Water is everywhere, even one of the main byproducts of combustion, yet it’s also the enemy of virtually every component on your motorcycle. The bare-metal interiors of steel fuel tanks are especially susceptible to moisture in the air and water absorbed by oxygenated fuels.
Once a tank rusts inside, flakes and particles can get into your bike’s fuel system and wreak havoc. So it’s best to prevent the rust in the first place by keeping that steel tank full during storage and using a fuel stabilizer. If you should pop the filler cap and find some nasty red stuff inside, however, all is not lost. You can certainly clean the tank out as much as possible, install a filter in the fuel line and forget about it (until the filter clogs), or pony up the green for a new tank. When neither of those options is satisfactory, though, a savvy do-it-yourselfer can coat and seal the inside of the tank with a product like POR-15. The sealer included in the POR-15 kit chemically bonds with the metal, stops further rusting and is said to be resistant to all fuels, alcohols and additives—like painting a new tank inside the old one. Up to a point it will even seal pinholes and cracked seams, and unlike another off-white product the light gray color of the POR-15 sealer looks a lot like the original bare metal.
Using the POR-15 kit is not to be taken lightly, especially on rare or expensive tanks. It’s an all-day job, too, even after you get the tank off the bike and have removed the petcock, fittings, float, etc. At the dilution levels for this process the cleaning and rust-removing chemicals used to prep the tank will damage paint, so you must find a way to completely seal the openings, since you’re going to roll the tank around in your hands after adding the solutions/ sealer. Despite your best efforts to mask and otherwise protect the tank’s finish, if there are any leaks this stuff will find a way to eat your paint. In my experience it’s better to achieve a perfect seal and be ready to quickly wipe up any errant drops than to count upon a masking job to protect the tank. Of course, if the tank’s going to be repainted, a little leakage won’t matter. Just do any dent repair and bodywork needed beforehand to prevent damage to the new coating inside.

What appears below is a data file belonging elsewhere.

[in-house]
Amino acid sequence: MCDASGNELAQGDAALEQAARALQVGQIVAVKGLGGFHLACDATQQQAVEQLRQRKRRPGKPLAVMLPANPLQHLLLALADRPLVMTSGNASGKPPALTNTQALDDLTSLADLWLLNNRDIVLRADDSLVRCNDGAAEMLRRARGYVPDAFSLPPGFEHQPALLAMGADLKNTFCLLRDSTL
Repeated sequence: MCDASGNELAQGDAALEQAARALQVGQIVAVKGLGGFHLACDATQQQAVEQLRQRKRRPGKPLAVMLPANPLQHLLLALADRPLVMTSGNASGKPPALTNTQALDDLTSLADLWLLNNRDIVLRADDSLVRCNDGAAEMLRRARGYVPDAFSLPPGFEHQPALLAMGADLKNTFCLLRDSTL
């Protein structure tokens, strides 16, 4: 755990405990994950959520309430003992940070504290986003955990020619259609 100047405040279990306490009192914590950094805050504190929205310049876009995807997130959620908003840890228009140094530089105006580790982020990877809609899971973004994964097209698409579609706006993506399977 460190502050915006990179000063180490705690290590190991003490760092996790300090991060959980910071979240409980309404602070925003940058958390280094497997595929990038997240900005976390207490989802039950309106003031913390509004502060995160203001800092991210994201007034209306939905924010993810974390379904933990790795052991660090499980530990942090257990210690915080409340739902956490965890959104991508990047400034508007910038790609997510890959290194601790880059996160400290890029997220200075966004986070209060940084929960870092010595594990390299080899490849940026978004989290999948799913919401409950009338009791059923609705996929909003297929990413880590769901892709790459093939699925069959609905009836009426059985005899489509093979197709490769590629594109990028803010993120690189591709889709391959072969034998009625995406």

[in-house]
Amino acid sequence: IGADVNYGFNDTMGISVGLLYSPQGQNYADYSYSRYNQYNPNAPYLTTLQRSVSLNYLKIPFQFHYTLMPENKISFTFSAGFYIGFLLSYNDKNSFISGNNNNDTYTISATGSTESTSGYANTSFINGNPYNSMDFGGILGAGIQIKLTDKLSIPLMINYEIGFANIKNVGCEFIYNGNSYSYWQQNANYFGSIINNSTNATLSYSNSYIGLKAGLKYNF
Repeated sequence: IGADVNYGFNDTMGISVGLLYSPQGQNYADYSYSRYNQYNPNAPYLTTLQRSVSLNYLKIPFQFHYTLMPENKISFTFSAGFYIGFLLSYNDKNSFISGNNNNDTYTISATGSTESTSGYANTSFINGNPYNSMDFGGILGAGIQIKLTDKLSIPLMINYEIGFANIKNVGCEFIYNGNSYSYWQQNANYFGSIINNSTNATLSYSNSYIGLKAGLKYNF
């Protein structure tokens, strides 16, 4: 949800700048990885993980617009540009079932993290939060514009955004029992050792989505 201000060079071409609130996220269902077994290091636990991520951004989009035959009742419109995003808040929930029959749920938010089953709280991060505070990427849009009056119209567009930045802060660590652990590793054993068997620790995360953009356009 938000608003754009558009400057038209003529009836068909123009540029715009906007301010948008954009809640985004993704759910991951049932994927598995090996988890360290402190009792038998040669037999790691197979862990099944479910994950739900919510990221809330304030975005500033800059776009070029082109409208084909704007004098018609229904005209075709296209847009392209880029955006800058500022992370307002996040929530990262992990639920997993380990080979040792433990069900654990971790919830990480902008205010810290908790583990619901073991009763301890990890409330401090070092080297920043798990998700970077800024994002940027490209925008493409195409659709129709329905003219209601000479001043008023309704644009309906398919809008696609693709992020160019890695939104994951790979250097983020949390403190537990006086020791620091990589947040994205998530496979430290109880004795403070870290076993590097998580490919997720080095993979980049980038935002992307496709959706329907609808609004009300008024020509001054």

Following the instruction sheet and those on the containers (each has separate but important details), I started by dissolving the gum and varnish deposits in my rusty ’70s-era steel tank with the POR-15 kit’s Marine Clean product, diluted at 1:1 with hot water. Next came the Prep & Ready rust remover, which did an amazing job of stripping a lot of the rust and scale in the tank (I drained both cleaning products into a gallon jug destined for the local Haz-Mat facility). Soaking and rolling the tank with both cleaners, rinsing and thoroughly drying the inside (you’ll need a blow dryer or heat gun) to prep it for the sealer took the better part of a day…and lots of water.
Then it was time to pour in the 8-ounce can of sealer and roll it around until the inside of the tank was completely coated. I used an inspection
mirror, flashlight and even a smartphone camera to look down inside the filler cap and insure the job was done. The last step is to drain the unused sealer back in to the can, let it dry overnight and throw it out.
After four days of sealer curing time my tank was ready for reinstallation and gasoline, its formerly rusty, crusty interior a clean, even shade of gray that will resist corrosion for years to come. Now all I need to do is rebuild the engine in the bike it goes on….
For more information: The POR-15 Cycle Fuel Tank Repair Kit retails for $42.50.
For more information call (800) 457-6715 or see www.por15.com.